Les Cameron explores the reality of leaving your death benefits to loved ones and why a spousal bypass trust could be a more attractive option.
Within the archetypal mid-20th century family – husband, wife and 2.2 children – the distribution of assets on death usually followed a logical path. On the death of one of the parents, assets are generally passed to the surviving parent, and on the death of the surviving parent the remaining funds are usually passed on to the children – a process that seems straightforward and logical. Pension trustees/administrators appear to accept this wisdom and in the absence of guidance from the member, they seldom look further than a dependant (such as a spouse) when it comes to exercising their discretion on the distribution of pension death benefits.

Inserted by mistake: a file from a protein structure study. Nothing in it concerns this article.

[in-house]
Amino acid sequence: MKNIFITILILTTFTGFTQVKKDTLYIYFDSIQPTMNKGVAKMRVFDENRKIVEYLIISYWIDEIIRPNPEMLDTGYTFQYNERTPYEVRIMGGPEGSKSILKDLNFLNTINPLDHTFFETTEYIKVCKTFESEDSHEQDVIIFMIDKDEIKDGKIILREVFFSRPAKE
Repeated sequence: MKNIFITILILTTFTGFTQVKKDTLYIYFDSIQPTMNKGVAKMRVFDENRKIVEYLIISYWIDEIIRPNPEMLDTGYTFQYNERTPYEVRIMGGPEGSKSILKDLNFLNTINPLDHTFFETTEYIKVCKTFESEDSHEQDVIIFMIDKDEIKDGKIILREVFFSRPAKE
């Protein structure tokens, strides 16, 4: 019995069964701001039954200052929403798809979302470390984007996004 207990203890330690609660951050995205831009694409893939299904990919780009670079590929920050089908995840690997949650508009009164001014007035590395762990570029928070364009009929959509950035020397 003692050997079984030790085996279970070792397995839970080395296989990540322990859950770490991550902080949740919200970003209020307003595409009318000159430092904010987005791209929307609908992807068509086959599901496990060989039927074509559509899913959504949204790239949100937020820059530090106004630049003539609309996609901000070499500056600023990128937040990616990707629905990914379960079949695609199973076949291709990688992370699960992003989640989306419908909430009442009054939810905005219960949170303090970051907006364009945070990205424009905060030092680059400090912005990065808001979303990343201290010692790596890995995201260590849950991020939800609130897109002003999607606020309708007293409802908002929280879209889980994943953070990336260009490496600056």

Unfortunately, modern relationships seldom follow the traditional model, and given the fact that the value of pension death benefits can be substantial, perhaps the way in which pension lump sum death benefits are distributed merits a greater level of consideration. In addition to income death benefits, such as spouses’/dependant children’s pensions, defined benefit (DB) schemes usually only provide lump sum death benefits on death pre-75 (commonly, lump sum death benefits such as death in service cease at retirement). However, in the defined contribution (DC) world, as many people have the option to vest their pension into a drawdown product, the flexibility provided by these products means the need for management of lump sum death benefits is ongoing.